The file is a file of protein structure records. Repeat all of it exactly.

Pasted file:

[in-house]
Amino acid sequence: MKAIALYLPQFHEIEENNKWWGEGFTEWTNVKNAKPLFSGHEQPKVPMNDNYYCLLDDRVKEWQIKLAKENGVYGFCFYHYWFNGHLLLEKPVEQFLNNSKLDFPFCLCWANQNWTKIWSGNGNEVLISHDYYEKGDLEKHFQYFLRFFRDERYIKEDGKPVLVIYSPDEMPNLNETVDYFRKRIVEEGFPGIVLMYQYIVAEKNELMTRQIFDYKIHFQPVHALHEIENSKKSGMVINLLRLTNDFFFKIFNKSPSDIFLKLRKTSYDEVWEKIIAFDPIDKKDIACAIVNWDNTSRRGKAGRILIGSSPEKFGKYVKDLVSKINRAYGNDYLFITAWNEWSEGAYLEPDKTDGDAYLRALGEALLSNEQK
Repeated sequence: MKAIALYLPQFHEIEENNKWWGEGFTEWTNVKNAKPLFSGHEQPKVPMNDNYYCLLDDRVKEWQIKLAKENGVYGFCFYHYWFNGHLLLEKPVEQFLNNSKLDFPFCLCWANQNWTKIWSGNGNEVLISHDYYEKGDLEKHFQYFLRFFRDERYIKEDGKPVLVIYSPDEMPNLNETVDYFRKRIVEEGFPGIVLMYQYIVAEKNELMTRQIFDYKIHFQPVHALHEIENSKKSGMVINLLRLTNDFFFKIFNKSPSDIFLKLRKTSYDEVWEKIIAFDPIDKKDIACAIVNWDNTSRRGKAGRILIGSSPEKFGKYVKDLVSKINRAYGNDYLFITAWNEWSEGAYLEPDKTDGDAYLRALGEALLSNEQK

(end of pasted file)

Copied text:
[in-house]
Amino acid sequence: MKAIALYLPQFHEIEENNKWWGEGFTEWTNVKNAKPLFSGHEQPKVPMNDNYYCLLDDRVKEWQIKLAKENGVYGFCFYHYWFNGHLLLEKPVEQFLNNSKLDFPFCLCWANQNWTKIWSGNGNEVLISHDYYEKGDLEKHFQYFLRFFRDERYIKEDGKPVLVIYSPDEMPNLNETVDYFRKRIVEEGFPGIVLMYQYIVAEKNELMTRQIFDYKIHFQPVHALHEIENSKKSGMVINLLRLTNDFFFKIFNKSPSDIFLKLRKTSYDEVWEKIIAFDPIDKKDIACAIVNWDNTSRRGKAGRILIGSSPEKFGKYVKDLVSKINRAYGNDYLFITAWNEWSEGAYLEPDKTDGDAYLRALGEALLSNEQK
Repeated sequence: MKAIALYLPQFHEIEENNKWWGEGFTEWTNVKNAKPLFSGHEQPKVPMNDNYYCLLDDRVKEWQIKLAKENGVYGFCFYHYWFNGHLLLEKPVEQFLNNSKLDFPFCLCWANQNWTKIWSGNGNEVLISHDYYEKGDLEKHFQYFLRFFRDERYIKEDGKPVLVIYSPDEMPNLNETVDYFRKRIVEEGFPGIVLMYQYIVAEKNELMTRQIFDYKIHFQPVHALHEIENSKKSGMVINLLRLTNDFFFKIFNKSPSDIFLKLRKTSYDEVWEKIIAFDPIDKKDIACAIVNWDNTSRRGKAGRILIGSSPEKFGKYVKDLVSKINRAYGNDYLFITAWNEWSEGAYLEPDKTDGDAYLRALGEALLSNEQK